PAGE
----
Reviews & Counting
# A B C D E F G H I J K L M N O P Q R S T U V W X Y Z
Lost Highway(1997)
Written by: The Arrow
Director: David Lynch

Bill Pullman/ Fred
Patricia Arquette/Renee/Alice
Frank Loggia/Mr. Eddy
Balthazar Getty/Pete
10 10
This is my interpretation of the plot. Yours may differ.

Fred’s (Pullman) cheating hottie of a wife (Arquette) gets hacked into little pieces and he gets blamed for it by the law. He consequently body-hops to another flesh vessel named Pete (Getty) to escape his fate and tackle his demons through his new persona. Time travel, doppelgangers, crazy mobsters, lots of smut, a mysterious cell phone-whoring creep…God, I love getting lost on this twisted highway.
\"I like to remember things my own way. How I remembered them. Not necessarily the way they happened.\"-- Fred

\"Lost Highway\" is one of my favorite and more personal films; it was the first movie that I saw with this dame whom I dated and loved for two years who I like to refer to today as “the girl that got away”. Not only that, but the girl in question looked somewhat like Patricia Arquette, her name sounded similar to the one Arquette’s character sported in the film and funnily enough, the themes present in this David Lynch mindbender were pretty much what ruined our relationship: jealousy, secrets, repressed emotions, lies and betrayal. Needless to say, looking back, seeing the movie with her was definitely an eerie foreshadowing in regards to what was to come in our courtship and every time I check it out today, it makes me think of her and her SWEET ASS!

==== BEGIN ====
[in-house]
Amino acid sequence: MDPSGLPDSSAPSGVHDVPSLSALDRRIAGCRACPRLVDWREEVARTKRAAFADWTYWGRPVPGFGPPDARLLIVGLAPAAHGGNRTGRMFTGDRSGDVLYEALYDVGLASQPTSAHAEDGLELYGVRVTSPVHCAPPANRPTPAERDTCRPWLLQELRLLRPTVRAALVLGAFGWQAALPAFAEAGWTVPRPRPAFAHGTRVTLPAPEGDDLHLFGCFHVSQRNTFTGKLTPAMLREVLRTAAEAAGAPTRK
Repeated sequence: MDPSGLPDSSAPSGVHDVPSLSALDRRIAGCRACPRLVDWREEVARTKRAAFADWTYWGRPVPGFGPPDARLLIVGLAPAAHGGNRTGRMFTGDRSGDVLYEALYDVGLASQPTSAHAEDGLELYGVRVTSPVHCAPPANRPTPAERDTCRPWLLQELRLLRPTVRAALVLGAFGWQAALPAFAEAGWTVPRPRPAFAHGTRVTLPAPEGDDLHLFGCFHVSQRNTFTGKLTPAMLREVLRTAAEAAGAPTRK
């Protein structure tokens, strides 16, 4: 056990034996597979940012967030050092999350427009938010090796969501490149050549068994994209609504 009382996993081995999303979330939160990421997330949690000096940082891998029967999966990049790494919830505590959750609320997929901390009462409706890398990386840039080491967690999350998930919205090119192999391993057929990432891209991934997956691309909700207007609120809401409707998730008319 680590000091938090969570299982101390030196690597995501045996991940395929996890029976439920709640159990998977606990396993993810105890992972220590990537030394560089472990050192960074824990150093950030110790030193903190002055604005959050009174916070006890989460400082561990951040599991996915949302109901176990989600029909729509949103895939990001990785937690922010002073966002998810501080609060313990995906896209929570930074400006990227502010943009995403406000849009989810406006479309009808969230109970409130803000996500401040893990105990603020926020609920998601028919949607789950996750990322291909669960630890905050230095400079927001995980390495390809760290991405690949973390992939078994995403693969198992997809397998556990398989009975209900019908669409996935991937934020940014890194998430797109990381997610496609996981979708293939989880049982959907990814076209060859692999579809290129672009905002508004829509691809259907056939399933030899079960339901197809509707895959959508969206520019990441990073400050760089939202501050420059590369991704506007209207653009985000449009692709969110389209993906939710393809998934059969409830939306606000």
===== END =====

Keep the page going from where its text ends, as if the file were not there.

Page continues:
Now for the film itself. David Lynch said this about Lost Highway: \"When it comes down to explaining things, I stop. With most films, there is no problem understanding them, there\'s no room to dream or to find your own interpretation, and I don\'t want my thing to get in the way of anybody else\'s idea”.

It took me a multitude of viewings to sort out and glue my own “thing” to \"Lost Highway\". To me, this brain-draining maze is about the somber emotions that feed jealousy, repressed negative feelings bubbling to the surface, not being able to cope with one’s ugly actions, second chances and the set patterns we all fall into. More often than not, tragic history repeats itself at least twice. Of course, Lynch also slaps some good old fashioned time-travel in there, body hopping and a chilling entity in the guise of SCARY Robert Blake. The way I understand it, Lynch is taking one man’s various emotional levels and materializing them physically via characters and symbolism galore while wrapping it all in blankets of “film noir”, horror and mystery. How’s that for an evening at the nuthouse! YOU GO, LYNCH!

From a visual standpoint, as per usual, we get a beyond captivating show through hypnotizing surreal production designs, expert plays with lighting (loved the way darkness was used), creative shots and an intoxicating aura of dread floating about. I really dug the unsettling vibe of the film and the way sound and images were powerfully used to communicate so much. Actually, the rhythms of the narrative were very akin to a drug-induced trip while cruising on a bumpy road with loud imposing states suddenly going quiet/soft the next…and vice versa. Lynch upped that with his token red curtains (symbol for the layers of our subconscious…I think), reverse motion, blurry cam; you name it, and it\'s here in delicious doses. In my opinion, Lynch is a master when it comes to capturing the essence of a moment and delivering it with full impact. Just take the “outside” sex scene in the desert for example…WOW! Like really...WOW! Now that’s fucking directing!